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  • Author: Eusebiu Vlad Gorduza x
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Demetra Socolov, Elena Mihălceanu, Diana Popovici, Eusebiu Vlad Gorduza, Raluca Balan, Violeta Martiniuc and Răzvan Socolov

Abstract

Triploidy is a numerical chromosomal anomaly characterized by the presence of three sets of haploid chromosomes. The incidence is hard to evaluate, because usually it causes 1st trimester miscarriage. At 20 weeks of amenorrhea the incidence of triploidy is estimated at 1/250,000 cases. We present 4 cases of triploidy diagnosed during the decade 2003-2013 in the Prenatal Diagnosis Department of Maternity “Cuza-Vodă” Iasi, Romania, all registered in one year. The analysis of pathological cases identified in the last 11 years by prenatal diagnosis has shown that triploidies represented only 5.7% of numeric chromosomal anomalies, but in 2013 the four cases of triploidy represented 36% of numeric chromosomal anomalies. The karyotypes were recommended after discovering different congenital anomalies by ultrasound scan. In all cases, an intrauterine growth retardation (IUGR) was present but with no placental changes. Also, we discovered anomalies of limbs, congenital anomalies of heart and some dysmorphic features. This series demonstrates that triploidy may be discovered in the 2nd trimester of pregnancy and has a heterogeneous aspect at ultrasound scan, which can generate diagnostic difficulties. Therefore, the detection by ultrasound scan, at 18-22 weeks of pregnancy, of complex foetal morphological abnormalities should be an important reason for amniocentesis to search chromosomal anomalies

Open access

Roxana Popescu, Angela Dăscălescu, Cătălin Dănăilă, Doramina Ghiorghiu, Mihaela Zlei, Anca Ivanov, Adriana Sireteanu, Eusebiu Vlad Gorduza and Doina Azoicăi

Abstract

The coexistence of t(9;22) and inv(16) has been described in a very limited number of cases of CML, de novo or therapy-related AML. We report a patient with CML who presented both inversion of chromosome 16 and Philadelphia chromosome and evolved towards the blast phase under treatment with Imatinib. Laboratory diagnosis and monitoring was made by flow cytometry, conventional cytogenetics and molecular genetics techniques. The inv(16), detected by karyotyping in the Philadelphia chromosome positive clone at the moment of the blast transformation, was retrospectively assessed by means of real-time PCR, and was proved to have been present since diagnosis. The bone marrow biopsy performed in the blast phase of CML confirmed the presence of blasts belonging to the myeloid lineage, with indications of monocytic differentiation, frequently associated with inv(16). Moreover, the case also associated a F359V tyrosine kinase domain mutation, resulting in intermediate resistance to Imatinib and Nilotinib, which imposed therapy-switch to Dasatinib. In our case the evolution was progressive, followed by death due to lack of response to tyrosine kinase inhibitors, 18 months after diagnosis. The coexistence of t(9;22) and inv(16) in CML seems to be associated with an aggressive clinical evolution and resistance to tyrosine kinase inhibitor therapy. Due to the very small number of cases described in literature, therapeutic decisions are still difficult for patients displaying these abnormalities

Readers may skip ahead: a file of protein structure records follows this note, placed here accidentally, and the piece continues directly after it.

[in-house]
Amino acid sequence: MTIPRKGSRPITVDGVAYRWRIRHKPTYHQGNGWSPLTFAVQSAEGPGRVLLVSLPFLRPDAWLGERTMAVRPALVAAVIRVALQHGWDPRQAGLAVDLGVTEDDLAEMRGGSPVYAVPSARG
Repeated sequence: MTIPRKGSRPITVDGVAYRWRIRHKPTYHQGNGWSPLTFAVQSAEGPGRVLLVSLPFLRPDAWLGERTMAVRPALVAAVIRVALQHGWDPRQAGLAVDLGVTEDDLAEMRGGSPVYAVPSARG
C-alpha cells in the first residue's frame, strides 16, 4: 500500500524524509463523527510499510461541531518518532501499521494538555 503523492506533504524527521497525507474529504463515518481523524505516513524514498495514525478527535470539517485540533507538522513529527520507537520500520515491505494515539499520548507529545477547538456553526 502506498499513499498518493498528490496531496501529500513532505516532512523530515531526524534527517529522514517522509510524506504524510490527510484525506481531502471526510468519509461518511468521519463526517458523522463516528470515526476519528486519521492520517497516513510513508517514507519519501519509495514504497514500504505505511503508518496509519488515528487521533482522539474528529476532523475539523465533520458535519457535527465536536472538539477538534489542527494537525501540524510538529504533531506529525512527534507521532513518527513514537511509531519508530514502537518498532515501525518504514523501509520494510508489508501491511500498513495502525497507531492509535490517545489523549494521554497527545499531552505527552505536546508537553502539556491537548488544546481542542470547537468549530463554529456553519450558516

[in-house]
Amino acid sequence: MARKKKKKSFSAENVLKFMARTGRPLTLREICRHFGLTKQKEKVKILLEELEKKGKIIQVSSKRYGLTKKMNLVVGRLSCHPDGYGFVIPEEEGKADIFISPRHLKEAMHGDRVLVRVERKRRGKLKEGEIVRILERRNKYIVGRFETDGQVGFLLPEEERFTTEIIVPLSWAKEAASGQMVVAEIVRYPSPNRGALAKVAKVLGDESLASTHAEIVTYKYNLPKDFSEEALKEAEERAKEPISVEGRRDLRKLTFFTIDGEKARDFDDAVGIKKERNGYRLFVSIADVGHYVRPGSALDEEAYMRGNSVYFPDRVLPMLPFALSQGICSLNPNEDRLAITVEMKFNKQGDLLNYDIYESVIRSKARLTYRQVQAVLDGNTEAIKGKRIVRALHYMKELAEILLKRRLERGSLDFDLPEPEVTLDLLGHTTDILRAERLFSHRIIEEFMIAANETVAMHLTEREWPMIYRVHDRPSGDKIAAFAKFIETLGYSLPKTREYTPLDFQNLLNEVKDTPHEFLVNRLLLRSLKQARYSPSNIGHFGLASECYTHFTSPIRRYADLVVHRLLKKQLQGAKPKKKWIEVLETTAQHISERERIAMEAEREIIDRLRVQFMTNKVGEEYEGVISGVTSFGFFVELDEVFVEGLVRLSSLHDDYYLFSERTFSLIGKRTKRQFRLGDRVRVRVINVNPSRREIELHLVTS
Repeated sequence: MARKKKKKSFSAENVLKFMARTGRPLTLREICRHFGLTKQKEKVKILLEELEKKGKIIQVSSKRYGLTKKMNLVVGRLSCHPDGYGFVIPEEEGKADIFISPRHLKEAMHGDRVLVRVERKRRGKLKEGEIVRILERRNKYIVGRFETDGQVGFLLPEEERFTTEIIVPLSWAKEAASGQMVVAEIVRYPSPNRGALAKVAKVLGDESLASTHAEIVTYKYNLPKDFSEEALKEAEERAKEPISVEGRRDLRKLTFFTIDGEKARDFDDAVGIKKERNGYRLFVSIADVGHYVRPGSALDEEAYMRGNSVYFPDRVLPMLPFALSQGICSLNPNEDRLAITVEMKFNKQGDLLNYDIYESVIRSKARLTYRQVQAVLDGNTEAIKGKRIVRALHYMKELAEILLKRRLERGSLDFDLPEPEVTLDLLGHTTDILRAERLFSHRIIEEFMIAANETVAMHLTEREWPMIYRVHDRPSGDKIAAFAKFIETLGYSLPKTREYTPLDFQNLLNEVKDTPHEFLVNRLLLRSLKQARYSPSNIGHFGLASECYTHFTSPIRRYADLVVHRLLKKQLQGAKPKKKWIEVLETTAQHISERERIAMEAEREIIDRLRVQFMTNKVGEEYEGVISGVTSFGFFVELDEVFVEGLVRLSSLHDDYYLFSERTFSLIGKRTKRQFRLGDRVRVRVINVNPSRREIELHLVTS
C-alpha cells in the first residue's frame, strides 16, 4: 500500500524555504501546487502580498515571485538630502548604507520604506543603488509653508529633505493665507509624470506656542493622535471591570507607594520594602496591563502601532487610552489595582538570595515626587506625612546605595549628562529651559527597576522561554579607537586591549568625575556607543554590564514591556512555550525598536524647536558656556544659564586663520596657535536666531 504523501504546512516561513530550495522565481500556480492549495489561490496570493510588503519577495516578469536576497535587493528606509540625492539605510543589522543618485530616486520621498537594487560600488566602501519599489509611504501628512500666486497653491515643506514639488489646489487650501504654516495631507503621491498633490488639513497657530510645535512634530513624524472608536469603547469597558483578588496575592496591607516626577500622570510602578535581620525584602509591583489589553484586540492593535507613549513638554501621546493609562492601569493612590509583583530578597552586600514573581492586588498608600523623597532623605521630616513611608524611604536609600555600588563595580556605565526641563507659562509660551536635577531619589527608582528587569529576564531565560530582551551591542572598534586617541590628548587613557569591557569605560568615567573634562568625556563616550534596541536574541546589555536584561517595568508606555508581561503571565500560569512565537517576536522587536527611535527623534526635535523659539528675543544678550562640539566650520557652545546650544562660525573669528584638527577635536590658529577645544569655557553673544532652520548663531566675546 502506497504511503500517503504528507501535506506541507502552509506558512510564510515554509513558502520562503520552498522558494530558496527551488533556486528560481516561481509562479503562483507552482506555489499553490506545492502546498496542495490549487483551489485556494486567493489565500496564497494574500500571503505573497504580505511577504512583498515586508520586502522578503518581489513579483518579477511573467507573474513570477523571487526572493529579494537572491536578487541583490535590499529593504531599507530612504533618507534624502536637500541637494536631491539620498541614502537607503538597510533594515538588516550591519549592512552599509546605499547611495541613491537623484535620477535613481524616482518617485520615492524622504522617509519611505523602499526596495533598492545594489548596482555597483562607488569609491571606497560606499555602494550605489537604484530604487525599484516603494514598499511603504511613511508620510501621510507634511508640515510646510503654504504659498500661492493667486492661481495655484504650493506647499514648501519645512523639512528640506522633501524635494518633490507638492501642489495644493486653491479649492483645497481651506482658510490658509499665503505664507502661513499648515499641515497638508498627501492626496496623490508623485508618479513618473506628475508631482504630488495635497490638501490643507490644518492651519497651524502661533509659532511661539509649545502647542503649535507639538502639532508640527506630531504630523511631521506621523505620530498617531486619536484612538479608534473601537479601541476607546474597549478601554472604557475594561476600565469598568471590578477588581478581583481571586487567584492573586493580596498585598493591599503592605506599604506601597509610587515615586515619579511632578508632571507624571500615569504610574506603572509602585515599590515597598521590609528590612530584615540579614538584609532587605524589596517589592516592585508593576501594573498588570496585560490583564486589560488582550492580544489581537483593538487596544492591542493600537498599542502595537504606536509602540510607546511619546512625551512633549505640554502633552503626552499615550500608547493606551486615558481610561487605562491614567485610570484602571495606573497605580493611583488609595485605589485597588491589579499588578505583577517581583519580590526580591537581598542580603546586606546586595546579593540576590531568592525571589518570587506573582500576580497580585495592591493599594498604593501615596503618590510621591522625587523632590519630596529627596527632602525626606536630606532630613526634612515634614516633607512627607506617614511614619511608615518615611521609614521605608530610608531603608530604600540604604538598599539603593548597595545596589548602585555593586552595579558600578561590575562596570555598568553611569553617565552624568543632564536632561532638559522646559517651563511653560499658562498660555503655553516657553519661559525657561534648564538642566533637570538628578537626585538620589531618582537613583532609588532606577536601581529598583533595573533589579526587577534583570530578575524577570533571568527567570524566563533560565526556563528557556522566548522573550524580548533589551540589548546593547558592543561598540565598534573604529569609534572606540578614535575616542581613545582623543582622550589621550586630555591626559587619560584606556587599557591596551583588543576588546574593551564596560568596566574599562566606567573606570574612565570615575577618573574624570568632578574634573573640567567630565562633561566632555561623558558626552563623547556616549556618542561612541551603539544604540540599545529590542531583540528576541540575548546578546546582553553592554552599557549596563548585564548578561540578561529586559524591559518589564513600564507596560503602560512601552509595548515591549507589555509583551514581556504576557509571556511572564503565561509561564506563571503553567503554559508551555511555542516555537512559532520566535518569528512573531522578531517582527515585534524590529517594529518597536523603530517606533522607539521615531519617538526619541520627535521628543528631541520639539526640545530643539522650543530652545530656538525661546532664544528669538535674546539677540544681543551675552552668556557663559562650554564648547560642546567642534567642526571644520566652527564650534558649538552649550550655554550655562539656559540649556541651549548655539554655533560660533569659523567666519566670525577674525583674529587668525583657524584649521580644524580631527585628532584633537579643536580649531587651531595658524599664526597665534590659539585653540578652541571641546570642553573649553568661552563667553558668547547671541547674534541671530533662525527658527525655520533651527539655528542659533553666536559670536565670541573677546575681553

Open access

Adriana Sireteanu, Roxana Popescu, Elena Emanuela Braha, Cornel Bujoran, Lăcrămioara Butnariu, Lavinia Caba, Elena Graur, Eusebiu Vlad Gorduza, Mihaela Grămescu, Iuliu Cristian Ivanov, Monica Pânzaru and Cristina Rusu

Abstract

Intellectual disability (ID) is a common disorder, with major consequences for individual, family and society. Due to clinical and genetic heterogeneity of ID, in about 50% of cases an etiologic diagnosis cannot be established. The aim of this study was to evaluate the ability of a combination of MLPA kits to establish the diagnosis in 369 patients with syndromic ID and normal or uncertain routine karyotype results. All patients were assessed for chromosome imbalance using SALSA MLPA P064 or P096 kits, if the phenotype was suggestive of a microdeletion syndrome (subgroup A - 186 patients), or subtelomeric P036 and P070 kits, if the phenotype was not suggestive of a microdeletion syndrome or if the result of the standard karyotype was uncertain (subgroup B - 183 patients). Abnormal results detected by these kits were further characterized using appropriate follow-up MLPA kits (Telomere Follow-up set, P029-A1, P250-B2, ME028-B1). In subgroup A we identified 25 patients with microdeletions (13.4%). Using subtelomere screening and follow-up kits in subgroup B we detected cryptic rearrangements in 7.5% cases and identified the origin of the unknown material noticed in the standard karyotype in 10 out of 11 patients. Summarizing data from the two groups, the combined use of MLPA kits led to the diagnosis in 10.6% (38/358) patients with normal karyotype. Using follow-up MLPA kits allowed us both to confirm abnormalities and to determine their size, which facilitated the interpretation of the clinical significance of these rearrangements. For laboratories that do not have yet access to microarray technology, using several MLPA kits represents an effective strategy for establishing the diagnosis in ID patients.